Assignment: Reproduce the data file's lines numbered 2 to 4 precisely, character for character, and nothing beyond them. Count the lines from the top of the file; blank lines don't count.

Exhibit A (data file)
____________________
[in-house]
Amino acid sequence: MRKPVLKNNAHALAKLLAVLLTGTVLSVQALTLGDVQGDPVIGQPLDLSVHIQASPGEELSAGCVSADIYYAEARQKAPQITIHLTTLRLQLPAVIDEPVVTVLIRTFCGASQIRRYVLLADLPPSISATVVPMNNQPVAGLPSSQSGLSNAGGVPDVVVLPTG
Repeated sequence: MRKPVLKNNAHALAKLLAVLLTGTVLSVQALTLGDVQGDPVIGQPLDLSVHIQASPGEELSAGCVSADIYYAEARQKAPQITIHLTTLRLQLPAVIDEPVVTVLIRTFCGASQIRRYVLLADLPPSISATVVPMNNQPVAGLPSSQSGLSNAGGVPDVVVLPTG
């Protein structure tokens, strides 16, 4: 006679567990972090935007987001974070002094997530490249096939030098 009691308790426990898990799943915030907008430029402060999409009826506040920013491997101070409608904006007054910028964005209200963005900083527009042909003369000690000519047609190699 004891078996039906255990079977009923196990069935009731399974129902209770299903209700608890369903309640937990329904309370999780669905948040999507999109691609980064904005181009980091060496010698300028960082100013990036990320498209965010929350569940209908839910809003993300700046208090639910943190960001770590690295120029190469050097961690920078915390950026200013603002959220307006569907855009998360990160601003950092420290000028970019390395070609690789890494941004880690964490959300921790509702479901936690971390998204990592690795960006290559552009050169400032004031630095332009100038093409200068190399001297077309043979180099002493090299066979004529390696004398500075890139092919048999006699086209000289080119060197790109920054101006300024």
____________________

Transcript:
Amino acid sequence: MRKPVLKNNAHALAKLLAVLLTGTVLSVQALTLGDVQGDPVIGQPLDLSVHIQASPGEELSAGCVSADIYYAEARQKAPQITIHLTTLRLQLPAVIDEPVVTVLIRTFCGASQIRRYVLLADLPPSISATVVPMNNQPVAGLPSSQSGLSNAGGVPDVVVLPTG
Repeated sequence: MRKPVLKNNAHALAKLLAVLLTGTVLSVQALTLGDVQGDPVIGQPLDLSVHIQASPGEELSAGCVSADIYYAEARQKAPQITIHLTTLRLQLPAVIDEPVVTVLIRTFCGASQIRRYVLLADLPPSISATVVPMNNQPVAGLPSSQSGLSNAGGVPDVVVLPTG
């Protein structure tokens, strides 16, 4: 006679567990972090935007987001974070002094997530490249096939030098 009691308790426990898990799943915030907008430029402060999409009826506040920013491997101070409608904006007054910028964005209200963005900083527009042909003369000690000519047609190699 004891078996039906255990079977009923196990069935009731399974129902209770299903209700608890369903309640937990329904309370999780669905948040999507999109691609980064904005181009980091060496010698300028960082100013990036990320498209965010929350569940209908839910809003993300700046208090639910943190960001770590690295120029190469050097961690920078915390950026200013603002959220307006569907855009998360990160601003950092420290000028970019390395070609690789890494941004880690964490959300921790509702479901936690971390998204990592690795960006290559552009050169400032004031630095332009100038093409200068190399001297077309043979180099002493090299066979004529390696004398500075890139092919048999006699086209000289080119060197790109920054101006300024």